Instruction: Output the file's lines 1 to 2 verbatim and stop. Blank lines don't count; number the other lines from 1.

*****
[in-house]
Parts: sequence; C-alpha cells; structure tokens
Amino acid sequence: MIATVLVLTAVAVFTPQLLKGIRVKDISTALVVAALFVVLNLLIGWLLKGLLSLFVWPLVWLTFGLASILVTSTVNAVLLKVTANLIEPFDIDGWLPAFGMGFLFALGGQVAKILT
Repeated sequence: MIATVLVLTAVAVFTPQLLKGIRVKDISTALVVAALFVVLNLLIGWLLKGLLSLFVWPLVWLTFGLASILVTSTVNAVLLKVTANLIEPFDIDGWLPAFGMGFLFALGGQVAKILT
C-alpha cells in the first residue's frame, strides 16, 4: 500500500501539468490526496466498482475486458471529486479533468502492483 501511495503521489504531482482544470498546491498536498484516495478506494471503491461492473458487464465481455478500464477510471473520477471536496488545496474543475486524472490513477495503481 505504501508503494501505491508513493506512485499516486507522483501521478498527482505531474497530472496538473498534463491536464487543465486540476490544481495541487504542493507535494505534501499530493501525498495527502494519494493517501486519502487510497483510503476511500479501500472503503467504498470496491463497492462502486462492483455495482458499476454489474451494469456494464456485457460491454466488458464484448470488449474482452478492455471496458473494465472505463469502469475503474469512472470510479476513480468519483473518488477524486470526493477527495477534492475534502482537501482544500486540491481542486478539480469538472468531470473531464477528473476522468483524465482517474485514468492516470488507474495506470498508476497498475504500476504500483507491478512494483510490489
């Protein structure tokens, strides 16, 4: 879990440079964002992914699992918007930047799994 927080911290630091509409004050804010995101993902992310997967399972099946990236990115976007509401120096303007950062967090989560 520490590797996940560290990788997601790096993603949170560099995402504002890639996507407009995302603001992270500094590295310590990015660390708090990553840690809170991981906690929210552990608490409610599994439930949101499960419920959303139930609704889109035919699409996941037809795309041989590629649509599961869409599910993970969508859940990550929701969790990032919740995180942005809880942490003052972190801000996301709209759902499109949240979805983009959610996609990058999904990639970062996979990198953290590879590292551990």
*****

[in-house]
Parts: sequence; C-alpha cells; structure tokens